The Space Diet

I am currently testing a new diet which I am calling the “Space Diet”  It is meant to be a healthy and nutritionally complete diet, which can be grown with a minimum of volume, mass, energy, time and money – all precious resources in space. The basic ingredients of the diet are:

  • plant-based foods (fruits, vegetables, grains, legumes, nuts, seeds, herbs, spices, etc.)
  • mushrooms
  • fish

These foods can be grown in an efficient way using aquaponics, and by choosing the right species can provide all the nutrition necessary for living in space, and hopefully will also be varied enough to satisfy space settlers. I am aiming for organic ingredients as much as possible, both because it’s healthier, and also because we probably won’t have, want, or need herbicides and pesticides in space colonies.

It excludes:

  • all animal-based foods except for fish
  • anything processed or that contains chemicals

It is therefore reasonably vegan other than the inclusion of fish; what some people call “pescavegan”. Fish are included in order to take advantage of the excellent efficiency gains inherent in aquaponics, in which the plants and fish effectively feed each other with their waste products. Also, fish are a great source of essential amino and fatty acids, and numerous essential vitamins and minerals, including vitamin B12 which cannot be obtained from plants. While I oppose animal-based foods generally, due to my love of animals and opposition to the cruelty and environmental destruction involved in raising animals for food, most of this harm is associated with raising mammals and poultry, and fish are a healthy food which can be grown sustainably and with zero cruelty or environmental harm. We can slaughter fish using the humane Japanese technique of ikejime.

One of the main differences from any of the usual popular diets (vegan, vegetarian, paleo, ketogenic, whatever) is that the foods should be minimally processed. I am trying to select ingredients that have come more-or-less directly from the farm, or at least not altered much more than they could be in a kitchen.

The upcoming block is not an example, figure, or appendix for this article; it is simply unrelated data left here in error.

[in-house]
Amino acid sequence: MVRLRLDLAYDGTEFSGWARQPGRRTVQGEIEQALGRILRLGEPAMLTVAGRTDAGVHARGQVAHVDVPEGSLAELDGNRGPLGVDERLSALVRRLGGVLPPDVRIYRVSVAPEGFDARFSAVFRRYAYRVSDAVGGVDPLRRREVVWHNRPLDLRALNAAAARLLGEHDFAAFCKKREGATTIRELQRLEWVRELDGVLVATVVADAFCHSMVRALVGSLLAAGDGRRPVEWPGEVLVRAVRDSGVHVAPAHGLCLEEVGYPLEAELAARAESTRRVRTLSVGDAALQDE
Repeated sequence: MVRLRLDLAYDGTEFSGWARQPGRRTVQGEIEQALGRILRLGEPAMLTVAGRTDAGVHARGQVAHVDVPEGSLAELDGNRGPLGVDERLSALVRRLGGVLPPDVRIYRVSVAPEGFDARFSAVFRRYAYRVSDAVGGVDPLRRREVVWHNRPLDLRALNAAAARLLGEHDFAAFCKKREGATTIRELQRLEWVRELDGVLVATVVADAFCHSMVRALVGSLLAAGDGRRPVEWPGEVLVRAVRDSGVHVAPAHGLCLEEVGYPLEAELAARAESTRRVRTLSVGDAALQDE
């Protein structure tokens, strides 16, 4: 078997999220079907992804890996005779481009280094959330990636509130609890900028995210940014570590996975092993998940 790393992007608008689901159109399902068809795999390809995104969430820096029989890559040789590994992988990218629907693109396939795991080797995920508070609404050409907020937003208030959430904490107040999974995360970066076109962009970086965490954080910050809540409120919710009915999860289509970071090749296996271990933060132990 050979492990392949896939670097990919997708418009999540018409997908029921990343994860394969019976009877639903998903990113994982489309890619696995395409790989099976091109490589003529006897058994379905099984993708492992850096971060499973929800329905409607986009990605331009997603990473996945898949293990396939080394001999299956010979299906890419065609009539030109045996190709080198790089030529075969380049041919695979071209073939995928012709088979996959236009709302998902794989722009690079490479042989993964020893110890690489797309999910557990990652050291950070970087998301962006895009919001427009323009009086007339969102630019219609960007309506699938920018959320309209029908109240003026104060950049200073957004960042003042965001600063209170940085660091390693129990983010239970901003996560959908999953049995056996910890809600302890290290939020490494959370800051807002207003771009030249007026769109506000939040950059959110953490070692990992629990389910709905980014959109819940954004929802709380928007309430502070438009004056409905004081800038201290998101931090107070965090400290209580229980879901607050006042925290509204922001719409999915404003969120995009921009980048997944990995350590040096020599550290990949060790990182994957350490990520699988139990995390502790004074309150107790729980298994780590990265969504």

I’m excluding bread, sugar and rice. Although we could potentially produce these in a colony if we take the necessary equipment, it might not be very efficient to grow wheat, rice or sugar cane hydroponically, and also personally I am expecting to observe fat loss on this diet, which these foods will interfere with.

Initially I was including honey, as I foresee that stingless bees will be employed in the colonies for pollination purposes, and to produce honey, which is a superior nutritious alternative to sugar. However, honey is not essential to the diet, and since I sweeten my coffee with stevia as a rule, I am not including it.

I foresee that chickens and eggs will be easy to add to a space farm, and would be an efficient way to add two popular protein foods to the diet while greatly increasing the enjoyment of the diet. However, to begin with I am keeping the diet simple, and representative of what we might be eating in an early-stage settlement.

I am also not including insects or algae in the diet as yet. Although these are often included in space diets, these foods are hard for me to obtain here on Earth; and besides, I don’t particularly want to eat them. For psychological reasons, I think we need to provide space settlers with foods they are used to and comfortable eating. That’s not to say we won’t grow and eat insects and algae in space, but simply that they aren’t included in this experiment.

About

I like to travel, read, write, code, teach, and play music. My main interests are space settlement and planetary engineering; psychology, health, and fitness; and web technologies. My ambition is to be a legendary science fiction writer and to produce awesome science fiction games and movies.

Posted in Food

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